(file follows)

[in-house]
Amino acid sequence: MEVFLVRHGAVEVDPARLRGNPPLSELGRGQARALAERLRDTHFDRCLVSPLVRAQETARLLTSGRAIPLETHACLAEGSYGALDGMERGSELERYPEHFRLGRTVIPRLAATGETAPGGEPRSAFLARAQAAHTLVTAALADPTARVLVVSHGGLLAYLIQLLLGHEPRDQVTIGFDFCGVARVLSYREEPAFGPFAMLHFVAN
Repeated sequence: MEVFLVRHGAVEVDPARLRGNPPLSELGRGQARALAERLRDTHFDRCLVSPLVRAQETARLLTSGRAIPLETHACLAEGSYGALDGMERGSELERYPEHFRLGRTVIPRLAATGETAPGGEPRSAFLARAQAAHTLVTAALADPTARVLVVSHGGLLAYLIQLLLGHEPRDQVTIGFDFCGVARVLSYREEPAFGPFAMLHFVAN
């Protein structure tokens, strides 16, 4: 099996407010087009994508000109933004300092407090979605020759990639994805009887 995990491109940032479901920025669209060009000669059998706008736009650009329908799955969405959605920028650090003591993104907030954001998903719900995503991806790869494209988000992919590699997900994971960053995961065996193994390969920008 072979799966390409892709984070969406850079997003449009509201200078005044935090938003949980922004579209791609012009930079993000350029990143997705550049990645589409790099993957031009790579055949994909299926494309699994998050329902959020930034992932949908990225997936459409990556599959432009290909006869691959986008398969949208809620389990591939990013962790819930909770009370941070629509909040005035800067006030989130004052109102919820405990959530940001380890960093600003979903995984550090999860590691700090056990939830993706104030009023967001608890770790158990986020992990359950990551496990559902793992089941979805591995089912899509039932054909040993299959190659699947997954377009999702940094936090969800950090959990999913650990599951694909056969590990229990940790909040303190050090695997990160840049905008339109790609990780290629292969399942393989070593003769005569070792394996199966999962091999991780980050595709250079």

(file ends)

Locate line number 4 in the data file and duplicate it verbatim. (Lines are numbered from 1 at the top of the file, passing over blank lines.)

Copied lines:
């Protein structure tokens, strides 16, 4: 099996407010087009994508000109933004300092407090979605020759990639994805009887 995990491109940032479901920025669209060009000669059998706008736009650009329908799955969405959605920028650090003591993104907030954001998903719900995503991806790869494209988000992919590699997900994971960053995961065996193994390969920008 072979799966390409892709984070969406850079997003449009509201200078005044935090938003949980922004579209791609012009930079993000350029990143997705550049990645589409790099993957031009790579055949994909299926494309699994998050329902959020930034992932949908990225997936459409990556599959432009290909006869691959986008398969949208809620389990591939990013962790819930909770009370941070629509909040005035800067006030989130004052109102919820405990959530940001380890960093600003979903995984550090999860590691700090056990939830993706104030009023967001608890770790158990986020992990359950990551496990559902793992089941979805591995089912899509039932054909040993299959190659699947997954377009999702940094936090969800950090959990999913650990599951694909056969590990229990940790909040303190050090695997990160840049905008339109790609990780290629292969399942393989070593003769005569070792394996199966999962091999991780980050595709250079």